Valenzuela's unique coming-of-age story draws the romantic reader into a tale of abbey life, wealthy aristocrats, young love, untimely death and, ultimately, an unforgettable young girl’s heart.
Young Blanquita was born in an abbey, and life there is all she has ever known. She is surprised and shocked, then, when she finds that the new Mother Superior has accepted a wealthy family's offer to adopt her. From the start, she vows that she will return in two years, at age 18, to become a nun and reenter the life she loves. But she finds more than she bargained for with her adoptive family. She falls in and out of love, experiences the death of people she adores, learns about intrigue and clandestine affairs, and eventually comes into secrets about her parentage and birth that threaten to keep her from the abbey forever. While Valenzuela gives readers a fast-paced, interesting story, riding along with this book feels akin to riding in a standard-shift automobile with an inexperienced driver. The pace slows down, then speeds up so quickly it threatens to throw readers from the vehicle. Important characters suddenly disappear, never to be seen again and without offering the closure that some readers so highly value. The story wallows through long, languid periods and episodes that should come to fruition and make sense later, but never do. Though the path is rough, Blanquita is a sympathetic and fascinating companion. Readers who can stand the pace will find themselves satisfied in the end–if not with how the loose ends tie up then with the resolution Blanquita's heart finds along the way.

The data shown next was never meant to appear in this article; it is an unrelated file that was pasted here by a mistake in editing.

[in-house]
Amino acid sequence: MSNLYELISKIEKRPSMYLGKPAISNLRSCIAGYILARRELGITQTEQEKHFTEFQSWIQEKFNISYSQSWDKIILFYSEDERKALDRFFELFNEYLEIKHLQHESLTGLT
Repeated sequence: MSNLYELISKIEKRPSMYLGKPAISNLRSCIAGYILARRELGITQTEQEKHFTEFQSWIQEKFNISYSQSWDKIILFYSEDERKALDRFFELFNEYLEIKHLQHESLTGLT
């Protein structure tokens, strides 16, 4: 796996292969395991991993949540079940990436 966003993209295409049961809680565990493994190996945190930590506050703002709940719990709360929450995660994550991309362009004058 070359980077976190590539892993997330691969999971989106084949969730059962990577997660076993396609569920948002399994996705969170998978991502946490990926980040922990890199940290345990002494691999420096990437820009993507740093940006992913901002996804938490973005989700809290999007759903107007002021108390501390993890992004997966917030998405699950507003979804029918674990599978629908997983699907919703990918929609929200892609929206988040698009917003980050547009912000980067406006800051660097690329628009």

Full of intrigue, adventure and romance, though herky-jerky and frustrating at times.